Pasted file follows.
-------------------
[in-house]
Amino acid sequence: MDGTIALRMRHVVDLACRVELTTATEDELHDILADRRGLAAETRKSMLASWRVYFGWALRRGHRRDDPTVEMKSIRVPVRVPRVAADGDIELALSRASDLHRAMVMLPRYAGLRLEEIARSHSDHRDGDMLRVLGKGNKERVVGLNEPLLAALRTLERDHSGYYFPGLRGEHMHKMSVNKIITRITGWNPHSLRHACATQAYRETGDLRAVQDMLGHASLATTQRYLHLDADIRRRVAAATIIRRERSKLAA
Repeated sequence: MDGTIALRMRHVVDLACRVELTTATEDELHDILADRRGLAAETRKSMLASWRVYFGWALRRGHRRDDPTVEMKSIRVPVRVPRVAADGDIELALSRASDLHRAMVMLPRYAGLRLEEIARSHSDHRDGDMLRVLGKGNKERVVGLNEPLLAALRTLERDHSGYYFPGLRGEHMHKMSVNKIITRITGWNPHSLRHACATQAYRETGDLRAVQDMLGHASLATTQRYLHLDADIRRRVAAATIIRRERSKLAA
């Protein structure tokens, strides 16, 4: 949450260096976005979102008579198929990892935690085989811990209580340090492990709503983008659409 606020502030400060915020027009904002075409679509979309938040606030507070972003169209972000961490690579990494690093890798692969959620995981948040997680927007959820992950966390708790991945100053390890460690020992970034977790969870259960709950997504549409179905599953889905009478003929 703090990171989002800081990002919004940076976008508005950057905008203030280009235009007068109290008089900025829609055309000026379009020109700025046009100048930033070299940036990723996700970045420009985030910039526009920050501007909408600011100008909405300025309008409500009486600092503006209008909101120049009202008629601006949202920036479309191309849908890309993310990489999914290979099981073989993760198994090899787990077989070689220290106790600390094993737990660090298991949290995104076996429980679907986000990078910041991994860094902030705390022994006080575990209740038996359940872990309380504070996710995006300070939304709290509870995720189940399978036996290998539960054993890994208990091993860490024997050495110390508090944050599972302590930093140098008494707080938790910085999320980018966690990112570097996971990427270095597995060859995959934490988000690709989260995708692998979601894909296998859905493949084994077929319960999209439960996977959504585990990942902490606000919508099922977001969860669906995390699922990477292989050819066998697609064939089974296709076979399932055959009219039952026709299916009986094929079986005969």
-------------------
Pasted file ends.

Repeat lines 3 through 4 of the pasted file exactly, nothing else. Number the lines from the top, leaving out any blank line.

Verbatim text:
Repeated sequence: MDGTIALRMRHVVDLACRVELTTATEDELHDILADRRGLAAETRKSMLASWRVYFGWALRRGHRRDDPTVEMKSIRVPVRVPRVAADGDIELALSRASDLHRAMVMLPRYAGLRLEEIARSHSDHRDGDMLRVLGKGNKERVVGLNEPLLAALRTLERDHSGYYFPGLRGEHMHKMSVNKIITRITGWNPHSLRHACATQAYRETGDLRAVQDMLGHASLATTQRYLHLDADIRRRVAAATIIRRERSKLAA
């Protein structure tokens, strides 16, 4: 949450260096976005979102008579198929990892935690085989811990209580340090492990709503983008659409 606020502030400060915020027009904002075409679509979309938040606030507070972003169209972000961490690579990494690093890798692969959620995981948040997680927007959820992950966390708790991945100053390890460690020992970034977790969870259960709950997504549409179905599953889905009478003929 703090990171989002800081990002919004940076976008508005950057905008203030280009235009007068109290008089900025829609055309000026379009020109700025046009100048930033070299940036990723996700970045420009985030910039526009920050501007909408600011100008909405300025309008409500009486600092503006209008909101120049009202008629601006949202920036479309191309849908890309993310990489999914290979099981073989993760198994090899787990077989070689220290106790600390094993737990660090298991949290995104076996429980679907986000990078910041991994860094902030705390022994006080575990209740038996359940872990309380504070996710995006300070939304709290509870995720189940399978036996290998539960054993890994208990091993860490024997050495110390508090944050599972302590930093140098008494707080938790910085999320980018966690990112570097996971990427270095597995060859995959934490988000690709989260995708692998979601894909296998859905493949084994077929319960999209439960996977959504585990990942902490606000919508099922977001969860669906995390699922990477292989050819066998697609064939089974296709076979399932055959009219039952026709299916009986094929079986005969």